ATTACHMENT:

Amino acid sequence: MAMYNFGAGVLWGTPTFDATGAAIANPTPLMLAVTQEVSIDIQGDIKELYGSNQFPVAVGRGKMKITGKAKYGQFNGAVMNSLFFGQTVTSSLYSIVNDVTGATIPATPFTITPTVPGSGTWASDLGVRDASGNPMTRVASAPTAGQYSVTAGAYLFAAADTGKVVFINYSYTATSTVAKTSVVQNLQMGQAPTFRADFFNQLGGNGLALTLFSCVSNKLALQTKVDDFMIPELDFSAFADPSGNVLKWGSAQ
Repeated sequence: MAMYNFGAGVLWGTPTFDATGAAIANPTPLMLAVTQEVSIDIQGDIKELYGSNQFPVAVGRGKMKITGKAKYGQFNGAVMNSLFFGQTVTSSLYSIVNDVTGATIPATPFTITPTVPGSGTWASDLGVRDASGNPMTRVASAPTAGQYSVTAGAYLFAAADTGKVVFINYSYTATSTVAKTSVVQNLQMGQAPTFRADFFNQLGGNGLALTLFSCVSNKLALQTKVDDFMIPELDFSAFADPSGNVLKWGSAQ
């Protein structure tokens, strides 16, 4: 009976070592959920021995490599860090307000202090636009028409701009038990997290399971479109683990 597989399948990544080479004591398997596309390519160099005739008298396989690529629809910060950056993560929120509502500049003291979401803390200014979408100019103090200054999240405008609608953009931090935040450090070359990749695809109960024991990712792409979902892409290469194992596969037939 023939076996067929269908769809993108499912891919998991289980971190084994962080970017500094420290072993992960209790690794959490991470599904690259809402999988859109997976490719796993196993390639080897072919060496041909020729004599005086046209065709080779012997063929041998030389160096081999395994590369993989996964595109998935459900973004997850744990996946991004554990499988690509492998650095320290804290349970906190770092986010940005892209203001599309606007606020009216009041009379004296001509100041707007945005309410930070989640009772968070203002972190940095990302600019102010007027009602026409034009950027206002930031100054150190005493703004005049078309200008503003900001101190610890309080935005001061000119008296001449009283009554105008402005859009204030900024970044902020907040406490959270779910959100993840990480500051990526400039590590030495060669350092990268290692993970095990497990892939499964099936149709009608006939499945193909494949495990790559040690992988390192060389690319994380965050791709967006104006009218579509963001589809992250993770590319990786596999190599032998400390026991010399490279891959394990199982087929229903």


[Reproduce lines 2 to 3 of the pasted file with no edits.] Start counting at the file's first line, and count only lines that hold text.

Repeated sequence: MAMYNFGAGVLWGTPTFDATGAAIANPTPLMLAVTQEVSIDIQGDIKELYGSNQFPVAVGRGKMKITGKAKYGQFNGAVMNSLFFGQTVTSSLYSIVNDVTGATIPATPFTITPTVPGSGTWASDLGVRDASGNPMTRVASAPTAGQYSVTAGAYLFAAADTGKVVFINYSYTATSTVAKTSVVQNLQMGQAPTFRADFFNQLGGNGLALTLFSCVSNKLALQTKVDDFMIPELDFSAFADPSGNVLKWGSAQ
């Protein structure tokens, strides 16, 4: 009976070592959920021995490599860090307000202090636009028409701009038990997290399971479109683990 597989399948990544080479004591398997596309390519160099005739008298396989690529629809910060950056993560929120509502500049003291979401803390200014979408100019103090200054999240405008609608953009931090935040450090070359990749695809109960024991990712792409979902892409290469194992596969037939 023939076996067929269908769809993108499912891919998991289980971190084994962080970017500094420290072993992960209790690794959490991470599904690259809402999988859109997976490719796993196993390639080897072919060496041909020729004599005086046209065709080779012997063929041998030389160096081999395994590369993989996964595109998935459900973004997850744990996946991004554990499988690509492998650095320290804290349970906190770092986010940005892209203001599309606007606020009216009041009379004296001509100041707007945005309410930070989640009772968070203002972190940095990302600019102010007027009602026409034009950027206002930031100054150190005493703004005049078309200008503003900001101190610890309080935005001061000119008296001449009283009554105008402005859009204030900024970044902020907040406490959270779910959100993840990480500051990526400039590590030495060669350092990268290692993970095990497990892939499964099936149709009608006939499945193909494949495990790559040690992988390192060389690319994380965050791709967006104006009218579509963001589809992250993770590319990786596999190599032998400390026991010399490279891959394990199982087929229903």